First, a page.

M: I think specifically the fact that we are sisters making music together and singing with one another since we were children. To be able to have a title that summarises and speaks to our relationship as sisters is very important to us. We’re proud of the song Blood Harmony. It’s a ballad, it’s a song that was written predominantly for our mother in deference and respect to our mother, who really fostered a deep love of music and specifically singing since we were little kids. So yeah, it’s a beautiful song but I really do feel that Blood Harmony is very descriptive of our relationship as sisters and how we make music together.

What was the thinking behind writing a song called Georgia Off My Mind?
R: It’s a pretty cool thing. We were actually born in East Tennessee and then we grew up in Northern Georgia. About seven years ago, as young adults we decided to move from Georgia back to Tennessee, so it was a little mini-exodus if you will back to the state of our birth. But we identify definitely as Georgia peaches and we’re very proud Georgians. We wanted to write about that transition … with a little bit of a tongue in cheek element in saying that Georgia is off our mind … Georgia maybe off our mind but always in our hearts!

Was the album self-produced this time?
M: Yeah we self-produced. We’ve been self-producing our albums for many years now. It’s been such a great learning experience, figuring out more about ourselves and our voice. This album was a little bit different than the previous four records that we self-produced in that we brought in Tyler Bryant, a great Texas blues musician and Rebecca’s husband, to co-produce. That was a decision we made because we wanted to make it more of a family affair and to bring in some more ideas about how to make the drums super-live and match the energy of our live show. Tyler has been working on his home studio throughout the pandemic so he has some amazing vintage gear and vintage drum sets that we wanted to use for the record and bring in that sort of raw energy that our live show has. It was a great experience making a record in such a cosy place too, you know Rebecca’s home. We were able to feel very comfortable and safe.

Are you good at knowing when a song is done and to leave it alone?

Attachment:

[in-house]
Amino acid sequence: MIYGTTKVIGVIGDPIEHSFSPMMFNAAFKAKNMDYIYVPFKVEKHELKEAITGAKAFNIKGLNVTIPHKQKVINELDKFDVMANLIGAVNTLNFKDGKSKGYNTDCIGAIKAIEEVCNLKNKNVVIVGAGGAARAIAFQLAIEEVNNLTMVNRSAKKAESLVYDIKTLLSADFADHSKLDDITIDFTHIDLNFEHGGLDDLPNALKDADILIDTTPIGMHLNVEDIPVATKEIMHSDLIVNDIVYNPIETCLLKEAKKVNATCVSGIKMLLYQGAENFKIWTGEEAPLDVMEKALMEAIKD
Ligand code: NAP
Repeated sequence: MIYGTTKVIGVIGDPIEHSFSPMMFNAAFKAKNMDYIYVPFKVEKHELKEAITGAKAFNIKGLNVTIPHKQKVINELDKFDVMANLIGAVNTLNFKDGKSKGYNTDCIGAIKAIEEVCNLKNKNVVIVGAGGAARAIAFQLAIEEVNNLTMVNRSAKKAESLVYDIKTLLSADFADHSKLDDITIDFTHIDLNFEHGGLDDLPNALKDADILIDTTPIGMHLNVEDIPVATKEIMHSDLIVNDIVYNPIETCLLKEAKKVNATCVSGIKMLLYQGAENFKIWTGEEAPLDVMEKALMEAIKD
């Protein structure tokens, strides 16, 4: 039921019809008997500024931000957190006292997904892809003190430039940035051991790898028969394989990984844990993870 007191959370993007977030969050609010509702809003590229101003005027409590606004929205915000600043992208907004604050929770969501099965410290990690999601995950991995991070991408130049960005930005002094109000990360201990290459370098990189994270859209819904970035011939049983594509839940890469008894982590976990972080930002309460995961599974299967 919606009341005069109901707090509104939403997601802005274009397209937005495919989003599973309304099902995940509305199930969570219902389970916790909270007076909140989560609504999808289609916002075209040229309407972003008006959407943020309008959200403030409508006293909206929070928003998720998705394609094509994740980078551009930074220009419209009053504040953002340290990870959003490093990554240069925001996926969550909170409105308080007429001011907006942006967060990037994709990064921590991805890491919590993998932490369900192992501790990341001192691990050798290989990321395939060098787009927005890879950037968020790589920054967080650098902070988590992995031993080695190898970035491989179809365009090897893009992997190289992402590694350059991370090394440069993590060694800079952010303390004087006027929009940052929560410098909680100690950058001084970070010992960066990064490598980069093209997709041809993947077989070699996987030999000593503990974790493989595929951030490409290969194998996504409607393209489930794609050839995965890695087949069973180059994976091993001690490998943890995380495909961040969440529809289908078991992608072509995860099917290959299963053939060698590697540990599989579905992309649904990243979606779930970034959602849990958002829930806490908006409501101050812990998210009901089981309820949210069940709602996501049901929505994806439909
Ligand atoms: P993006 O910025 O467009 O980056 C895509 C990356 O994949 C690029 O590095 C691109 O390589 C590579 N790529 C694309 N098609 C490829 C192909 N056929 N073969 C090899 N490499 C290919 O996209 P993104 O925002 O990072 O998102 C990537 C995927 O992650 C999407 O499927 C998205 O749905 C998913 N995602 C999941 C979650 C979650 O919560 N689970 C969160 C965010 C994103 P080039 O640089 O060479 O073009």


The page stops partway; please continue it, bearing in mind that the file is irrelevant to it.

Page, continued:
R: Yeah I think so. I think both Megan and myself apply a reductionist school of thought to our recording process. We typically believe that less is more, so once it reaches a certain point in time I think we are very good at just taking our mitts off it and letting it be as it is.

What’s the main thing you know now about recording that you didn’t know the first time you went into a studio?
R: For me the biggest thing that I have learned as a singer in the studio is to not over-work, I think as humans it’s such a temptation to try to perfect yourself, to try to shine yourself up to this excellent high sheen where there’s no humanity left in it and I think that is something we have stepped away from, that I have stepped away from in my vocal performances and just being myself. If you sing something a little bit out of tune or a little bit out of time, that might be the thing that you end up liking the best.

Which of the new songs are coming up well on stage?
M: We’ve actually got to play quite a few of them because two of the songs have been songs we’ve been playing for many years, ‘ Summertime Sunset’ and ‘Might As Well Be Me’ are ones from our set and fan favourites and fans had been requesting that we include them on an album. This time around the setting was right for these songs, so those songs we know go over well live, and we’d actually got to play some of the singles that have been released now. Because we were writing and imagining playing these songs live, they fit very well on stage and we are really excited to form a full set list with these songs because they were made for the set list.


Rebecca you’ve mainly played custom Stratocasters but I see recently a promotional video from Gretsch where you’re playing a red Sparkle Jet. Is that now part of your stage rig?
R: Yeah, I have had that Gretsch for a minute now and I have really enjoyed having differences of tone to flesh out the palette on stage and welcoming the Gretsch to the family.